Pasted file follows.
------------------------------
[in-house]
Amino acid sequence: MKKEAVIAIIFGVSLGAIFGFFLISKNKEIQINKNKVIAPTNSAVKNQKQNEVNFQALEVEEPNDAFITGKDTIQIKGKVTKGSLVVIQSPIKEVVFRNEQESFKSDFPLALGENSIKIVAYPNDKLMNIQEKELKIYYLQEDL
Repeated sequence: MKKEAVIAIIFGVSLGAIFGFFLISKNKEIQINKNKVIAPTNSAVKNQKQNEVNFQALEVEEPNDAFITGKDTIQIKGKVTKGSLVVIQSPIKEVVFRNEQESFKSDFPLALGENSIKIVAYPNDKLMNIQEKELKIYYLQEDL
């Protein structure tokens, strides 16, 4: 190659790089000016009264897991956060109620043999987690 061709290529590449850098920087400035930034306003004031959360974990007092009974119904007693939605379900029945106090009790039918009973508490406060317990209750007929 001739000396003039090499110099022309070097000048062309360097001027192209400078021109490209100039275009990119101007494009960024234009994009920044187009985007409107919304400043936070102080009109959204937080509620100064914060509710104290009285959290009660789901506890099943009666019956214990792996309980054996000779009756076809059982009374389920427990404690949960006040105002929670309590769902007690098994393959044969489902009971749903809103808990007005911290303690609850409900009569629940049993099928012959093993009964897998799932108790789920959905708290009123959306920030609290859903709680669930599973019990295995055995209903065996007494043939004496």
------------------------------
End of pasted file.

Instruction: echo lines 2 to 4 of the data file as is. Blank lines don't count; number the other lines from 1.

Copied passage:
Amino acid sequence: MKKEAVIAIIFGVSLGAIFGFFLISKNKEIQINKNKVIAPTNSAVKNQKQNEVNFQALEVEEPNDAFITGKDTIQIKGKVTKGSLVVIQSPIKEVVFRNEQESFKSDFPLALGENSIKIVAYPNDKLMNIQEKELKIYYLQEDL
Repeated sequence: MKKEAVIAIIFGVSLGAIFGFFLISKNKEIQINKNKVIAPTNSAVKNQKQNEVNFQALEVEEPNDAFITGKDTIQIKGKVTKGSLVVIQSPIKEVVFRNEQESFKSDFPLALGENSIKIVAYPNDKLMNIQEKELKIYYLQEDL
């Protein structure tokens, strides 16, 4: 190659790089000016009264897991956060109620043999987690 061709290529590449850098920087400035930034306003004031959360974990007092009974119904007693939605379900029945106090009790039918009973508490406060317990209750007929 001739000396003039090499110099022309070097000048062309360097001027192209400078021109490209100039275009990119101007494009960024234009994009920044187009985007409107919304400043936070102080009109959204937080509620100064914060509710104290009285959290009660789901506890099943009666019956214990792996309980054996000779009756076809059982009374389920427990404690949960006040105002929670309590769902007690098994393959044969489902009971749903809103808990007005911290303690609850409900009569629940049993099928012959093993009964897998799932108790789920959905708290009123959306920030609290859903709680669930599973019990295995055995209903065996007494043939004496």